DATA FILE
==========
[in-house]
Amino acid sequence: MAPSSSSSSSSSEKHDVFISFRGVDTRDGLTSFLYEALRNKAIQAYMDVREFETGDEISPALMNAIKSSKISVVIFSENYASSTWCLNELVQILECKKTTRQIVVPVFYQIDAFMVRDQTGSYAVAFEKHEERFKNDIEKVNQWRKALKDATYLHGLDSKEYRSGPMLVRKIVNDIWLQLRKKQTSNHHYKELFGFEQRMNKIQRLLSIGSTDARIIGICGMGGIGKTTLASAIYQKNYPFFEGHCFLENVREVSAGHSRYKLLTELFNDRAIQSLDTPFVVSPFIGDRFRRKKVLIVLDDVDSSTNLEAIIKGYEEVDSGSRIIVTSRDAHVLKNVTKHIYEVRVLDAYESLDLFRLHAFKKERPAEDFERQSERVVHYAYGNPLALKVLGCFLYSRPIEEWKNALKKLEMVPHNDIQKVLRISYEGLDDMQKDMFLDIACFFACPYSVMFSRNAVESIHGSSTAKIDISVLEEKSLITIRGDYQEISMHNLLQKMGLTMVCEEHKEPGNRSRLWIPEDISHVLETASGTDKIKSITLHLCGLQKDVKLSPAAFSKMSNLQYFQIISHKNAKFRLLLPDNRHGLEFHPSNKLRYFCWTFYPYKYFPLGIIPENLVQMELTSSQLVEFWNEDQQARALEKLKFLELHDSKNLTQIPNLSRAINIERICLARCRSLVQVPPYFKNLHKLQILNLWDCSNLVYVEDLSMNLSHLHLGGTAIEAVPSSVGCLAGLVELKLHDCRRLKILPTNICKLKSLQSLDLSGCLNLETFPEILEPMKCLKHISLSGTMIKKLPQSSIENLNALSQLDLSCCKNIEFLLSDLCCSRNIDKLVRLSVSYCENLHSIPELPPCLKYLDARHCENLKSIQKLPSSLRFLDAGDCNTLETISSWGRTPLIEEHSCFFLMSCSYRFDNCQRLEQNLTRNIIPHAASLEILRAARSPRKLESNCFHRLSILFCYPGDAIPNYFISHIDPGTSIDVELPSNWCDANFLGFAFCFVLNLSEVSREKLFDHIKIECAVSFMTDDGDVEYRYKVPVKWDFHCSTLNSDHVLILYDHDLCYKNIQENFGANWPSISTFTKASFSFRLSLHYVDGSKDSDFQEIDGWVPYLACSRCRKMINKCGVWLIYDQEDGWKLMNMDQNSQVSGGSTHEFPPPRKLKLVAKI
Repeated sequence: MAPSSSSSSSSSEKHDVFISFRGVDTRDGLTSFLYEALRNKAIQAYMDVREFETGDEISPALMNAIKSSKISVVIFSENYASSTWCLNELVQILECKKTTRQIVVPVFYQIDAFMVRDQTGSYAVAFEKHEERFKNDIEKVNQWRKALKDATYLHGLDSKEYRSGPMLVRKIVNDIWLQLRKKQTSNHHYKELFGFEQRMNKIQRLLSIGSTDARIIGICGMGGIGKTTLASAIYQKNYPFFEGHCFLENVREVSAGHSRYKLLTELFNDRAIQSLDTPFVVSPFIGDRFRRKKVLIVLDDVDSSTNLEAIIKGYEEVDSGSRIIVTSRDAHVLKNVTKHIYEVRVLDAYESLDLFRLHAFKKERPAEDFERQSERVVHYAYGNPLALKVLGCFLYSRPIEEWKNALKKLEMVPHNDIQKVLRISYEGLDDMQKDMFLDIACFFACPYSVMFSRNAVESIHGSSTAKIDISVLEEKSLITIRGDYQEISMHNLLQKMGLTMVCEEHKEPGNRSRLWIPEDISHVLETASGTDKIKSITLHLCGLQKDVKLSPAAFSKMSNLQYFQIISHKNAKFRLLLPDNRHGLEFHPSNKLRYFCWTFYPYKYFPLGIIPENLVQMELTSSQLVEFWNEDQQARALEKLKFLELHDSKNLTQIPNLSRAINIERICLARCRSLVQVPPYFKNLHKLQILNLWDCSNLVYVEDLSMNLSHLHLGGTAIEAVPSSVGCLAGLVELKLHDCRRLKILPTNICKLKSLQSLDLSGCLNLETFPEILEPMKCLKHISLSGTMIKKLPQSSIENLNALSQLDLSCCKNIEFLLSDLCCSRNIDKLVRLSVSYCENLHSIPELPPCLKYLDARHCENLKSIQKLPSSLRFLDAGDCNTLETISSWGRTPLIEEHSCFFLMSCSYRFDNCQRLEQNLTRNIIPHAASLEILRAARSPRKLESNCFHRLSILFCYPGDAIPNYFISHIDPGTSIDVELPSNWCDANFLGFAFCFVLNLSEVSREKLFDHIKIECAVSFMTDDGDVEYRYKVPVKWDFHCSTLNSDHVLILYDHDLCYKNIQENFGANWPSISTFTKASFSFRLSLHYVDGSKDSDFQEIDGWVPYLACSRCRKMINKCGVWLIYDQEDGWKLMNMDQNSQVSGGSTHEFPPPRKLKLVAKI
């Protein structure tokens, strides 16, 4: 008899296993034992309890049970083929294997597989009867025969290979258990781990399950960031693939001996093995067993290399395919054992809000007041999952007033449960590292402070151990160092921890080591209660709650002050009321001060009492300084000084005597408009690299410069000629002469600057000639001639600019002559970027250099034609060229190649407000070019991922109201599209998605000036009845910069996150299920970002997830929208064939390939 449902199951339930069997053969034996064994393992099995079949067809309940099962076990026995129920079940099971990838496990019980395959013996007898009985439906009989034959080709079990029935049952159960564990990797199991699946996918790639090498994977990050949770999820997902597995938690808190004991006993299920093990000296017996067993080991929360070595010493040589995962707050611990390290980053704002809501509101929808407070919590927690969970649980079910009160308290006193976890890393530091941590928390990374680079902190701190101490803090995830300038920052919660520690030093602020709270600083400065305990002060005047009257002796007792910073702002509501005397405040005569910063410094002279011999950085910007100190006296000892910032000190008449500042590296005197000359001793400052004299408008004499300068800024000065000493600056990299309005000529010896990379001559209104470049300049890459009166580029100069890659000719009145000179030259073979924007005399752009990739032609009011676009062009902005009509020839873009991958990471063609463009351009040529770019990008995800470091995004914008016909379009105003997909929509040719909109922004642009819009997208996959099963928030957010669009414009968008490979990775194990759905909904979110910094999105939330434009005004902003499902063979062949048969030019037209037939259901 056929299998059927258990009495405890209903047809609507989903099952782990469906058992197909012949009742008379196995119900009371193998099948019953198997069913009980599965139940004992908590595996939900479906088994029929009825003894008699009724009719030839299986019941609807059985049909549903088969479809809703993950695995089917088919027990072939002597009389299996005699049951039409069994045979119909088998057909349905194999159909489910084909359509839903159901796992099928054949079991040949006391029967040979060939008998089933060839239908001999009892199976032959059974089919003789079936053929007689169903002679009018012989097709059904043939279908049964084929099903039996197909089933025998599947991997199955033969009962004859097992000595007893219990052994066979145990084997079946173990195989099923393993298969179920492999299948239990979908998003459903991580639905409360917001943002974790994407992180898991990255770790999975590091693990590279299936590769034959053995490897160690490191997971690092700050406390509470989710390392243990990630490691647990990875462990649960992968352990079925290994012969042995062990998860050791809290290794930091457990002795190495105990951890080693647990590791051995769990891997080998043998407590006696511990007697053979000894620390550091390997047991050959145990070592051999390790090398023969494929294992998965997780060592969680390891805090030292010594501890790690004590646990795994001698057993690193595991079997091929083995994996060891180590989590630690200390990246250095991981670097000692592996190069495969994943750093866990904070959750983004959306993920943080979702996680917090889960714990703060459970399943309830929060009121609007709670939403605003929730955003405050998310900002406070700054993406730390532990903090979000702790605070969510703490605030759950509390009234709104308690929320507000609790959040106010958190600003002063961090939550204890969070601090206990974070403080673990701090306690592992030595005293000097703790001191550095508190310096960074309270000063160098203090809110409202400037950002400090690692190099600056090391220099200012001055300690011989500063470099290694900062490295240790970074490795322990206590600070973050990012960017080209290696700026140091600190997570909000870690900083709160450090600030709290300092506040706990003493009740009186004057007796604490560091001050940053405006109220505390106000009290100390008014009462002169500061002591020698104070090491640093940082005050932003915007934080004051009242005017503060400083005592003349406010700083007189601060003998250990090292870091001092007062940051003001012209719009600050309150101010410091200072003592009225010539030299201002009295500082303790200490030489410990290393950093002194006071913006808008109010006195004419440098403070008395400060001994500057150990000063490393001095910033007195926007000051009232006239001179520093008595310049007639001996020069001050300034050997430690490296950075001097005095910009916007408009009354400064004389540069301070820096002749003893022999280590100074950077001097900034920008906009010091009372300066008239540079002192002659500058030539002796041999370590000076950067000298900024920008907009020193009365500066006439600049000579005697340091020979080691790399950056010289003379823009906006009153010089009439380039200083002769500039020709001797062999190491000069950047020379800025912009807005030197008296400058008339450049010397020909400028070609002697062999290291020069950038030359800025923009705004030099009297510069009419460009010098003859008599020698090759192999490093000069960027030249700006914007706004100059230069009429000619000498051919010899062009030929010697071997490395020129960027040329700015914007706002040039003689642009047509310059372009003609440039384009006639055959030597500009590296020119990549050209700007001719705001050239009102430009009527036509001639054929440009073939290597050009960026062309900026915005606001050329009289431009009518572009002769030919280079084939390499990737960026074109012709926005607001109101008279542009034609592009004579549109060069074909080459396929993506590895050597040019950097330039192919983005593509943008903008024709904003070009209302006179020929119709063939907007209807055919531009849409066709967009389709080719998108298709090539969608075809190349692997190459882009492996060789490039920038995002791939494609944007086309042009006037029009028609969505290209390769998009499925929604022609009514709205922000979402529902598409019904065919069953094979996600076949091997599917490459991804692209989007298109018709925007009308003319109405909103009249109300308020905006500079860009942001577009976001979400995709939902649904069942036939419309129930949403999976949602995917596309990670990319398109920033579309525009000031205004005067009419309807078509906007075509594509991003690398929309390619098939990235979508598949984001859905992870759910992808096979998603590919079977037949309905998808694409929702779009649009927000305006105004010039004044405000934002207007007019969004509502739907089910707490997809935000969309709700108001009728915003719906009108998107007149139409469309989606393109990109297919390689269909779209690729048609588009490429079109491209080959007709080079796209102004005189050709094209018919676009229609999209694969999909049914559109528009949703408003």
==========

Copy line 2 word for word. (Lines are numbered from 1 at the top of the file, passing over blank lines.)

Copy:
Amino acid sequence: MAPSSSSSSSSSEKHDVFISFRGVDTRDGLTSFLYEALRNKAIQAYMDVREFETGDEISPALMNAIKSSKISVVIFSENYASSTWCLNELVQILECKKTTRQIVVPVFYQIDAFMVRDQTGSYAVAFEKHEERFKNDIEKVNQWRKALKDATYLHGLDSKEYRSGPMLVRKIVNDIWLQLRKKQTSNHHYKELFGFEQRMNKIQRLLSIGSTDARIIGICGMGGIGKTTLASAIYQKNYPFFEGHCFLENVREVSAGHSRYKLLTELFNDRAIQSLDTPFVVSPFIGDRFRRKKVLIVLDDVDSSTNLEAIIKGYEEVDSGSRIIVTSRDAHVLKNVTKHIYEVRVLDAYESLDLFRLHAFKKERPAEDFERQSERVVHYAYGNPLALKVLGCFLYSRPIEEWKNALKKLEMVPHNDIQKVLRISYEGLDDMQKDMFLDIACFFACPYSVMFSRNAVESIHGSSTAKIDISVLEEKSLITIRGDYQEISMHNLLQKMGLTMVCEEHKEPGNRSRLWIPEDISHVLETASGTDKIKSITLHLCGLQKDVKLSPAAFSKMSNLQYFQIISHKNAKFRLLLPDNRHGLEFHPSNKLRYFCWTFYPYKYFPLGIIPENLVQMELTSSQLVEFWNEDQQARALEKLKFLELHDSKNLTQIPNLSRAINIERICLARCRSLVQVPPYFKNLHKLQILNLWDCSNLVYVEDLSMNLSHLHLGGTAIEAVPSSVGCLAGLVELKLHDCRRLKILPTNICKLKSLQSLDLSGCLNLETFPEILEPMKCLKHISLSGTMIKKLPQSSIENLNALSQLDLSCCKNIEFLLSDLCCSRNIDKLVRLSVSYCENLHSIPELPPCLKYLDARHCENLKSIQKLPSSLRFLDAGDCNTLETISSWGRTPLIEEHSCFFLMSCSYRFDNCQRLEQNLTRNIIPHAASLEILRAARSPRKLESNCFHRLSILFCYPGDAIPNYFISHIDPGTSIDVELPSNWCDANFLGFAFCFVLNLSEVSREKLFDHIKIECAVSFMTDDGDVEYRYKVPVKWDFHCSTLNSDHVLILYDHDLCYKNIQENFGANWPSISTFTKASFSFRLSLHYVDGSKDSDFQEIDGWVPYLACSRCRKMINKCGVWLIYDQEDGWKLMNMDQNSQVSGGSTHEFPPPRKLKLVAKI